While function should trump form in the end, it’s important to note that form and function are not two separate-but-equal parts of a whole. Or some sort of secret recipe. It’s not: a dash of form, a little bit of function, and you’re good to go!
Instead, form and function act like two ends of a balance scale: If you shift one, the other shifts, too.
Every decision your designer makes regarding the function of a space has direct implications for her decisions about form, and vice versa.
For example, if you’re creating custom built-ins for a basement remodel, your designer will first design the shape, size, and features of the cabinetry (aka, the ‘function’). From there, she’ll be able to select the right trim details, the cabinet color, and the hardware style that brings the whole space together.
But, if you decide you’d rather expand these cabinets from a credenza-style to a ceiling-height built-in with a TV cabinet, it affects more than the dimensions. Suddenly the trim details might be too busy for a cabinet of that scale. That much dark woodwork might not feel balanced in the room. Or the hardware no longer feels quite right. So adjustments to the design details (the ‘form’) have to be made, too.
Which brings us to the third magic word you need to consider to think like a designer…
The final guide for an interior designer’s decisions: Feeling
Steph insists that the most important factor in her design decisions is ‘feeling’. But what does this mean? When form and function are expertly balanced, you can feel it. Steph says to achieve this, interior design needs to be personal. Not just as in family photos on the wall, but tailored in both form and function to your daily habits, routines, and rituals.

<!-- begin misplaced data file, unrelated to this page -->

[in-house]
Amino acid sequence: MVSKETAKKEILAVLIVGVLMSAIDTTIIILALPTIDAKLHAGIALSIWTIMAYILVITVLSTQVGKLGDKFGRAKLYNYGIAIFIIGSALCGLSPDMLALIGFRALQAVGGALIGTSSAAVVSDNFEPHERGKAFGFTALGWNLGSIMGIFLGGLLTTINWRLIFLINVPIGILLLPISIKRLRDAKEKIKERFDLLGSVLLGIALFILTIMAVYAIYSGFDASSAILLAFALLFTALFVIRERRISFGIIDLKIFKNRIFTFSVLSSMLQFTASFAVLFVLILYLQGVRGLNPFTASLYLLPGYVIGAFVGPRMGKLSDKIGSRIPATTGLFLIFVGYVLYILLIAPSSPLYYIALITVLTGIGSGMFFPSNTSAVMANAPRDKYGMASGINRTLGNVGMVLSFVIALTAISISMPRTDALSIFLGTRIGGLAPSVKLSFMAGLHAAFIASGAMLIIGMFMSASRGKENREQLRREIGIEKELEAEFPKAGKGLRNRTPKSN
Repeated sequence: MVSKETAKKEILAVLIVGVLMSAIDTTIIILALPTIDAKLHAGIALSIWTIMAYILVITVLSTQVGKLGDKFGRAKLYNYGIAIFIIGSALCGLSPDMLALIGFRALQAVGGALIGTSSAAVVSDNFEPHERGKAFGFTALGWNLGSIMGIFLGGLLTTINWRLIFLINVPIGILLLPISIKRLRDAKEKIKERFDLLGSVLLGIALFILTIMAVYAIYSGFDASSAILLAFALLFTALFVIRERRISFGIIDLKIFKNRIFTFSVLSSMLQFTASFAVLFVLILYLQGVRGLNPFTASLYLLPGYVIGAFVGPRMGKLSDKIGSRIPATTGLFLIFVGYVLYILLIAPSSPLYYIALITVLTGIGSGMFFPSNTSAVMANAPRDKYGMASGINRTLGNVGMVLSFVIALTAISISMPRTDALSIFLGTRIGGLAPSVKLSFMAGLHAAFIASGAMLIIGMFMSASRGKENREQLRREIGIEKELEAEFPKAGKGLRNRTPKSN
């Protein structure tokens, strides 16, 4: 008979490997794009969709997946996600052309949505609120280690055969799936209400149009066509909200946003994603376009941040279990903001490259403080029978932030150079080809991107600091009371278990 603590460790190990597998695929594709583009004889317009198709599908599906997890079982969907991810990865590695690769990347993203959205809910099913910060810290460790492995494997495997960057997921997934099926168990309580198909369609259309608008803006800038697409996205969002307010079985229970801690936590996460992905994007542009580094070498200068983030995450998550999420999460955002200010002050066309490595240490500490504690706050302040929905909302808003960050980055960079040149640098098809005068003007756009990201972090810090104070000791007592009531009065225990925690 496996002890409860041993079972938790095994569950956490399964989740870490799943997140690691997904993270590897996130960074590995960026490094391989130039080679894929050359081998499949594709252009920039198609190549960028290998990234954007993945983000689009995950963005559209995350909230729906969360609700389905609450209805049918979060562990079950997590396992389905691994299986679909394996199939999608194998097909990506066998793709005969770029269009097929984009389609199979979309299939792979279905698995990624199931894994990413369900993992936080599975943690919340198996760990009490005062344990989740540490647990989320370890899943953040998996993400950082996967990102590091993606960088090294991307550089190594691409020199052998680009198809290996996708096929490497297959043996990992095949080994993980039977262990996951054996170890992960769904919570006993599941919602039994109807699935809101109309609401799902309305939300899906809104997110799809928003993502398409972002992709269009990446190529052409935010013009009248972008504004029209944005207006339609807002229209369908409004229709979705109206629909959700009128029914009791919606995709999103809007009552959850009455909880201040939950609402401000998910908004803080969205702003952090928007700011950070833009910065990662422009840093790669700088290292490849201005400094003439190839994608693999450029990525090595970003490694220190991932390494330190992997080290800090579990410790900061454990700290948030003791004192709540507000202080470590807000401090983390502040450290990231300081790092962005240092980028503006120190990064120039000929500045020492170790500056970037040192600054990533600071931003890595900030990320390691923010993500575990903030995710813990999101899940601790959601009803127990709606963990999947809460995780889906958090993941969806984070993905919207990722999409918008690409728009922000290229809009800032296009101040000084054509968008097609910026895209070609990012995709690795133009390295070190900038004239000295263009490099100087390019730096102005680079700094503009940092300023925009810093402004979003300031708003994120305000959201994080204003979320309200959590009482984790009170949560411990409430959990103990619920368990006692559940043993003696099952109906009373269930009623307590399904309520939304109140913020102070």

“When our team meets with a client, we’re focused on listening above everything else. We’re not trying to tell you what good design is — that’s subjective. Good design is what works for you and the way you live.”
In fact, Steph trains junior designers to listen to what clients say, but just as importantly, to pay attention to what they don’t say. “I tell them ‘Study your clients’ lives. Look at how they live. Do they have kids? Pets? Where are the clutter spots? How do they actually use their spaces?’” Steph explains.
This attention to detail often leads Steph to create a third design option when presenting plans to clients. She’ll always provide 2 per their explicit requests and feedback. But the third? That’s based on her observations about their lives during initial home visits. “And you know what?” Steph says, “They almost always pick the third one.”
“We’re often not our own best advocates,” she continues. “That’s my job as a designer. To advocate for my clients and make sure the end result is what they want visually, but also what they need to live their best lives.”
So if you want to think like an interior designer, don’t just pay attention to form and function.
Go beyond the layout and finishes of a room you saved on Instagram. Ask yourself what you need from a space to make it ideal for the way you actually live. Consider form, function, and feeling. Then you’ll be thinking like a designer.